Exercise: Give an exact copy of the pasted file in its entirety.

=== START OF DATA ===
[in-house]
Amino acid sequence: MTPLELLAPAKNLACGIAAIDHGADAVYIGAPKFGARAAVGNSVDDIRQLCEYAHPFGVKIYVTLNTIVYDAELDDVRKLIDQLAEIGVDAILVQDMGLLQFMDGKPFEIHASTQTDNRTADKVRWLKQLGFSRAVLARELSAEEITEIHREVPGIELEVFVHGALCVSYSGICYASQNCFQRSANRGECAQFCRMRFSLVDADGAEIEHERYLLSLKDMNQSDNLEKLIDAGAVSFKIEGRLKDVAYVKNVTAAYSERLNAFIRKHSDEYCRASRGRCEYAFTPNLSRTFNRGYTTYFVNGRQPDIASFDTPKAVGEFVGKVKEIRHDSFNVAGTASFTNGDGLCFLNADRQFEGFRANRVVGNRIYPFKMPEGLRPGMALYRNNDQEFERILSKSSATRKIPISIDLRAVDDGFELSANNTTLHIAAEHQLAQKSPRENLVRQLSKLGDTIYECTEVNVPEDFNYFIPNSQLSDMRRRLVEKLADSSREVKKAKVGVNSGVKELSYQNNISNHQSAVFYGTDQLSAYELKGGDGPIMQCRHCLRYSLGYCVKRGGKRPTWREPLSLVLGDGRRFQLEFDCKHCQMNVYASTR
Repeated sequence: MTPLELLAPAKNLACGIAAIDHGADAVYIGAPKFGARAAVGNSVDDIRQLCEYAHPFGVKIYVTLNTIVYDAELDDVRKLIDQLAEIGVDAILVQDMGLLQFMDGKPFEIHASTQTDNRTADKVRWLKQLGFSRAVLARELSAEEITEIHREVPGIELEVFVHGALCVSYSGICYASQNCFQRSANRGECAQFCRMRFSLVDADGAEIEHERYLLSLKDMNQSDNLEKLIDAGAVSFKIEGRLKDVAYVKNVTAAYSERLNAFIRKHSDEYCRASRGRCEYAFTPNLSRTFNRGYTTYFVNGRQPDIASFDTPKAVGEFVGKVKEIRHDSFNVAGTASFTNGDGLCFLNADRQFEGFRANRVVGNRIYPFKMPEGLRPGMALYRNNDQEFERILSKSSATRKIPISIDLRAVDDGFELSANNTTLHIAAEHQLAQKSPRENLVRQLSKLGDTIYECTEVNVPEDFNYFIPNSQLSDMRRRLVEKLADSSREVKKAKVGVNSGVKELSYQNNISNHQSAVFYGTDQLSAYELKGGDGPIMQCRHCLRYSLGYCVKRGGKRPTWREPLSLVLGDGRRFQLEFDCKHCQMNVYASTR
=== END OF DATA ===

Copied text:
[in-house]
Amino acid sequence: MTPLELLAPAKNLACGIAAIDHGADAVYIGAPKFGARAAVGNSVDDIRQLCEYAHPFGVKIYVTLNTIVYDAELDDVRKLIDQLAEIGVDAILVQDMGLLQFMDGKPFEIHASTQTDNRTADKVRWLKQLGFSRAVLARELSAEEITEIHREVPGIELEVFVHGALCVSYSGICYASQNCFQRSANRGECAQFCRMRFSLVDADGAEIEHERYLLSLKDMNQSDNLEKLIDAGAVSFKIEGRLKDVAYVKNVTAAYSERLNAFIRKHSDEYCRASRGRCEYAFTPNLSRTFNRGYTTYFVNGRQPDIASFDTPKAVGEFVGKVKEIRHDSFNVAGTASFTNGDGLCFLNADRQFEGFRANRVVGNRIYPFKMPEGLRPGMALYRNNDQEFERILSKSSATRKIPISIDLRAVDDGFELSANNTTLHIAAEHQLAQKSPRENLVRQLSKLGDTIYECTEVNVPEDFNYFIPNSQLSDMRRRLVEKLADSSREVKKAKVGVNSGVKELSYQNNISNHQSAVFYGTDQLSAYELKGGDGPIMQCRHCLRYSLGYCVKRGGKRPTWREPLSLVLGDGRRFQLEFDCKHCQMNVYASTR
Repeated sequence: MTPLELLAPAKNLACGIAAIDHGADAVYIGAPKFGARAAVGNSVDDIRQLCEYAHPFGVKIYVTLNTIVYDAELDDVRKLIDQLAEIGVDAILVQDMGLLQFMDGKPFEIHASTQTDNRTADKVRWLKQLGFSRAVLARELSAEEITEIHREVPGIELEVFVHGALCVSYSGICYASQNCFQRSANRGECAQFCRMRFSLVDADGAEIEHERYLLSLKDMNQSDNLEKLIDAGAVSFKIEGRLKDVAYVKNVTAAYSERLNAFIRKHSDEYCRASRGRCEYAFTPNLSRTFNRGYTTYFVNGRQPDIASFDTPKAVGEFVGKVKEIRHDSFNVAGTASFTNGDGLCFLNADRQFEGFRANRVVGNRIYPFKMPEGLRPGMALYRNNDQEFERILSKSSATRKIPISIDLRAVDDGFELSANNTTLHIAAEHQLAQKSPRENLVRQLSKLGDTIYECTEVNVPEDFNYFIPNSQLSDMRRRLVEKLADSSREVKKAKVGVNSGVKELSYQNNISNHQSAVFYGTDQLSAYELKGGDGPIMQCRHCLRYSLGYCVKRGGKRPTWREPLSLVLGDGRRFQLEFDCKHCQMNVYASTR